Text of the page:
Air pollution worse for global lifespan than cigarettes or alcohol

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Breathing is more dangerous than smoking cigarettes or drinking alcohol.

That’s according to the latest report from the Energy Policy Institute at the University of Chicago, which says that air pollution now takes more than two years off the global average life expectancy — more than cigarettes, alcohol, or conflict and terrorism.

The annual report, known as the Air Quality Life Index, or AQLI, was released Tuesday. It found that particulate air pollution — a mixture of contaminants such as smoke, fumes, dust and pollen — has remained high, even as the coronavirus pandemic slowed the global economy and brought blue skies to some of the world’s most polluted areas.

At the same time, evidence of the health risks associated with pollution has grown, the index says, adding that world leaders aren’t treating the problem with the urgency it deserves.

“It would be a global emergency if Martians came to Earth and sprayed a substance that caused the average person on the planet to lose more than 2 years of life expectancy,” Michael Greenstone, director of Chicago’s Energy Policy Institute, said in a news release .

“This is similar to the situation that prevails in many parts of the world,” he said. “Except we are spraying the substance, not some invaders from outer space.”

Air pollution can lead to strokes, heart disease, lung cancer and other respiratory diseases, according to the World Health Organization. It is on track to reduce the global average life expectancy by 2.2 years, the report says.

In comparison, smoking cigarettes cuts life expectancy by about 1.9 years, while drinking alcohol reduces it by eight months. Unsafe water and sanitation lead to a seven-month reduction in life expectancy, according to AQLI, with conflict and terrorism shaving off just nine days.

Unlike cigarettes or alcohol, the report’s researchers say, air pollution is “nearly impossible to avoid.”

Because of the growing health risks, last year the WHO for the first time since 2005 updated its guidance on the acceptable level of air pollution people should breathe, from a recommended ceiling of 10 µg/m3 to 5 µg/m3. Under the revised benchmark, roughly 97 percent of the world’s population lives in places where air pollution exceeds the recommended level, according to the AQLI analysis.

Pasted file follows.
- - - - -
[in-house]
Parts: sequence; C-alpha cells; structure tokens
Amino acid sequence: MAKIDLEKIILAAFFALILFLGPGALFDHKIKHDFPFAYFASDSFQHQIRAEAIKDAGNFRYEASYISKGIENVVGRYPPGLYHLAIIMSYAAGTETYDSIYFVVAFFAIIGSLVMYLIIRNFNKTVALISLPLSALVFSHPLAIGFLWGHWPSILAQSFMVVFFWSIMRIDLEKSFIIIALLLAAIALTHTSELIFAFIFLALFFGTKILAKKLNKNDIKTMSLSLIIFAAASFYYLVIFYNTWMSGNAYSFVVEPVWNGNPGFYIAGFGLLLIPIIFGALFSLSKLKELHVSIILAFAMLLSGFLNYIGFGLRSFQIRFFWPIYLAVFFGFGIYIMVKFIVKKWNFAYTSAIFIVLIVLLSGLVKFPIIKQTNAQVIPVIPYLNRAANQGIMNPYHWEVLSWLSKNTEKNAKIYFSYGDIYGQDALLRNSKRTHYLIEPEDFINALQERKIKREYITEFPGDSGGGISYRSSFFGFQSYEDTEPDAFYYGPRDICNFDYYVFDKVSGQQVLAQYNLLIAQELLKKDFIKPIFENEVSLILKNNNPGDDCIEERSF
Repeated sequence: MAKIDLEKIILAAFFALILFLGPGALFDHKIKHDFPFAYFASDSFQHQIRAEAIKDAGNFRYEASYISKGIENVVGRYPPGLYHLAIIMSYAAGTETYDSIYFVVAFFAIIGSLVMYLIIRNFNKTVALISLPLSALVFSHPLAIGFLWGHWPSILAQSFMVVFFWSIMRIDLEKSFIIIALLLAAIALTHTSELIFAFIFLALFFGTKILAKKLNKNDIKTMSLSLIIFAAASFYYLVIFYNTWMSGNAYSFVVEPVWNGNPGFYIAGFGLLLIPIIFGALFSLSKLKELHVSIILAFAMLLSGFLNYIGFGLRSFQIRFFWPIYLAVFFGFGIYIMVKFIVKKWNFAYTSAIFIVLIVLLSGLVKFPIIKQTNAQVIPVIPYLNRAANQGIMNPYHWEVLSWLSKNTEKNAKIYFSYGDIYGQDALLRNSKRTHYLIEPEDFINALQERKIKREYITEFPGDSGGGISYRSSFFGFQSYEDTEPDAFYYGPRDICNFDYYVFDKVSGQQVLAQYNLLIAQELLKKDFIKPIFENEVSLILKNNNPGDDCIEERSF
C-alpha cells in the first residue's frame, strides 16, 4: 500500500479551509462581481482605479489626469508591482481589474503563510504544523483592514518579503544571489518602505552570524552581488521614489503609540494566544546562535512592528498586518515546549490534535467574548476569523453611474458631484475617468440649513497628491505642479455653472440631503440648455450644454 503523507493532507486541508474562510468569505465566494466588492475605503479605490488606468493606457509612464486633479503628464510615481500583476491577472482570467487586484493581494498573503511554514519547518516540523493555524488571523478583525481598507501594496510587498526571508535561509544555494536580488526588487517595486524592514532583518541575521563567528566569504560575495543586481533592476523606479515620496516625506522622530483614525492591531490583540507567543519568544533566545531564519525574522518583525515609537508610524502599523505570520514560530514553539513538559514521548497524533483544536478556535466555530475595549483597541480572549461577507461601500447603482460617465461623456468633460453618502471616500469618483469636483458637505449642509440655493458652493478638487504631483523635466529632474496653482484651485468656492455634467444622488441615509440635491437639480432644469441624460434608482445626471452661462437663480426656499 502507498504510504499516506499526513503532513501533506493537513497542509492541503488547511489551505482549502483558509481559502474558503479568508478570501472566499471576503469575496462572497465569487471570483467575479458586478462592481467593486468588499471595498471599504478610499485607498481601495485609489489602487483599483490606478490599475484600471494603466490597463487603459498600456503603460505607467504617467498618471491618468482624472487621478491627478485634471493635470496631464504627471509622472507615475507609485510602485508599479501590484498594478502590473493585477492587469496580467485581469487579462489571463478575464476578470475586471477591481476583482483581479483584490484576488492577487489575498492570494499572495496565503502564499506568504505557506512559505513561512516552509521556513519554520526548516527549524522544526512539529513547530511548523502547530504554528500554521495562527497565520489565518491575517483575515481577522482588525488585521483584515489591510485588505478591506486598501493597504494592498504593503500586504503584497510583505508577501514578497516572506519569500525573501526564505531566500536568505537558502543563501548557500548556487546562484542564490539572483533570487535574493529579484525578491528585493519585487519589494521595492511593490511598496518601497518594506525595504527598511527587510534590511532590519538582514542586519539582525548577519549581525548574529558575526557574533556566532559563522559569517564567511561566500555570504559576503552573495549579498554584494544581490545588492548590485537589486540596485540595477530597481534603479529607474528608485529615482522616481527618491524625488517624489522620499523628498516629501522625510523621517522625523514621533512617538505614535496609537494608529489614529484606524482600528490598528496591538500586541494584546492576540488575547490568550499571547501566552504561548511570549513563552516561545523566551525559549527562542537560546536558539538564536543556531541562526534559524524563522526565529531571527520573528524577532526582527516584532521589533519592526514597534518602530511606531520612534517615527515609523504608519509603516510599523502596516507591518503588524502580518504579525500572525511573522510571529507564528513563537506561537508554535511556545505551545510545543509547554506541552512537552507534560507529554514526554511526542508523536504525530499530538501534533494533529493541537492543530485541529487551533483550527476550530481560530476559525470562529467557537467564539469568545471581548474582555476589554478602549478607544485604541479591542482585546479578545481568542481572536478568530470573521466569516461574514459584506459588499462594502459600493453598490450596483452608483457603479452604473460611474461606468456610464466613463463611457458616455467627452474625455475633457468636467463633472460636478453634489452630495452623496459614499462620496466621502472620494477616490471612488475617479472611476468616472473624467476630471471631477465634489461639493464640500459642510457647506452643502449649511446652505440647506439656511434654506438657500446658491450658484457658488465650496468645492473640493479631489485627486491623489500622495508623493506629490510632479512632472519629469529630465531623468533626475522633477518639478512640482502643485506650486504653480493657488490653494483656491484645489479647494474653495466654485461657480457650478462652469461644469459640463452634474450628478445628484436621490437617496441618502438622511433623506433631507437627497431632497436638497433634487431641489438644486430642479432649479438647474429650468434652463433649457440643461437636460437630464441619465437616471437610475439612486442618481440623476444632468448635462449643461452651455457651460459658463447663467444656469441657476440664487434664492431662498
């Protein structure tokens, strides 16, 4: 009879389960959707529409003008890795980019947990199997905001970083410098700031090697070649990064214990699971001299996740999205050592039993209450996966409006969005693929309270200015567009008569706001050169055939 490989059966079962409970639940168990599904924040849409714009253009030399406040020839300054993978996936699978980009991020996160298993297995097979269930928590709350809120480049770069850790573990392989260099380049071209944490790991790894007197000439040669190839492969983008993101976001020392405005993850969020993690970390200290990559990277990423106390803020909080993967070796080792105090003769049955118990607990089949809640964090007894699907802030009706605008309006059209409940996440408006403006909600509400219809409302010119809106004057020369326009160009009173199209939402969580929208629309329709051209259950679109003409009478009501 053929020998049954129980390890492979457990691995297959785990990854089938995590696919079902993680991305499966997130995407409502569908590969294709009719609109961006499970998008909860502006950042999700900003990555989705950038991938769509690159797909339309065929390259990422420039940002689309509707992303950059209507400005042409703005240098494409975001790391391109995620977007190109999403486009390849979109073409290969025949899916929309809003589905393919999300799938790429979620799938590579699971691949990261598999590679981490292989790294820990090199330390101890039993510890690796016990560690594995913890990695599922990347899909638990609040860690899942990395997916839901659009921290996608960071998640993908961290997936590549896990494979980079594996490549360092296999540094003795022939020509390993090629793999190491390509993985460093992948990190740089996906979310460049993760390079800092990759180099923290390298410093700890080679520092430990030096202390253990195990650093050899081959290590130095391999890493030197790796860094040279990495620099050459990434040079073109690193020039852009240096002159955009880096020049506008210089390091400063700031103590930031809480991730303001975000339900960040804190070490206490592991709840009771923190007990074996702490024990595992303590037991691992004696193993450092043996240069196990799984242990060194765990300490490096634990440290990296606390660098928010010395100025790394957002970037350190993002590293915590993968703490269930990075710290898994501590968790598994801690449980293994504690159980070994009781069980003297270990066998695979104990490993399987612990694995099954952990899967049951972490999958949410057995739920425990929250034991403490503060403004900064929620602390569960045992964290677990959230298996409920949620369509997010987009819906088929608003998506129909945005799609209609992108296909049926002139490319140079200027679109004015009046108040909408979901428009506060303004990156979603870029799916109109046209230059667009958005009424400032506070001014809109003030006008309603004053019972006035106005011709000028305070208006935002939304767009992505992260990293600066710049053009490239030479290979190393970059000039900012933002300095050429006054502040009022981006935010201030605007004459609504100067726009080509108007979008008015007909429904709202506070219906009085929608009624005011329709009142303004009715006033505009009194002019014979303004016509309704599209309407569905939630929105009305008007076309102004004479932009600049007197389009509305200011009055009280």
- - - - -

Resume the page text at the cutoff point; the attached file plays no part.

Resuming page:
South Asia is the world’s most polluted region, according to the report — and the place where breathing the air is deadliest. The rising pollution levels come as the region develops and populations grow, leading to greater fossil fuel use.

Bangladesh is the most polluted country, while roughly 44 percent of the increased pollution in the world since 2013 has come from India.

If current levels persist, residents of South Asia are projected to lose about five years of life on average. New Delhi, India’s capital, is the “most polluted megacity in the world,” the report found, with average annual pollution levels reaching more than 21 times the WHO guideline.

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More than 97 percent of Central and West Africa is considered to have unsafe levels of pollution under WHO standards. That’s compared with 92.8 percent of the United States and 95.5 percent of Europe having air quality that is worse than recommended.

The United States and Europe have “largely been successfully enforcing strong pollution rules,” the report says, but renewed government focus on the issue is needed.

Permanently reducing air pollution to meet the WHO guideline would add 2.2 years to the global average life expectancy, raising it from about 72 to 74.2 years. The world’s population would gain 17 billion years of life in total, the report says.

The researchers point to China as an example of a country that has successfully cleaned up its air.

After China recorded some of its highest pollution levels in 2013, its government declared a “war against pollution.” It prohibited new coal-fired power plants in certain regions, required existing plants to reduce emissions and mandated that large cities restrict the number of cars on the road.

The measures helped reduce particulate pollution in China by nearly 40 percent — although it continues to exceed the WHO’s recommended level — and added about two years to the average life expectancy there.

Greenstone told The Washington Post that he expects “a modest increase” in pollution in the coming years as more countries double down on coal and other fossil fuels in response to the global energy crisis.

“Among the fossil fuels, coal is the champion in terms of producing particulate air pollution that causes people to lead shorter and sicker lives today, and increasing the rate of climate change,” he said.

Air pollution is “deeply intertwined” with climate change, the report says, so tackling it can kill two birds with one stone.

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“Policy can simultaneously reduce dependence on fossil fuels that will allow people to live longer and healthier lives and reduce the costs of climate change,” the researchers wrote.

But that requires greater funding and political will, they said. Less than $45 million is spent by all philanthropic organizations on air pollution each year globally, which represents 0.1 percent of total yearly grantmaking, Christa Hasenkopf, AQLI’s director, wrote in the report’s introduction.

“A relatively small increase in support can have an outsized impact, filling basic air quality management gaps such as access to continuous, reliable air quality monitoring data,” she wrote.

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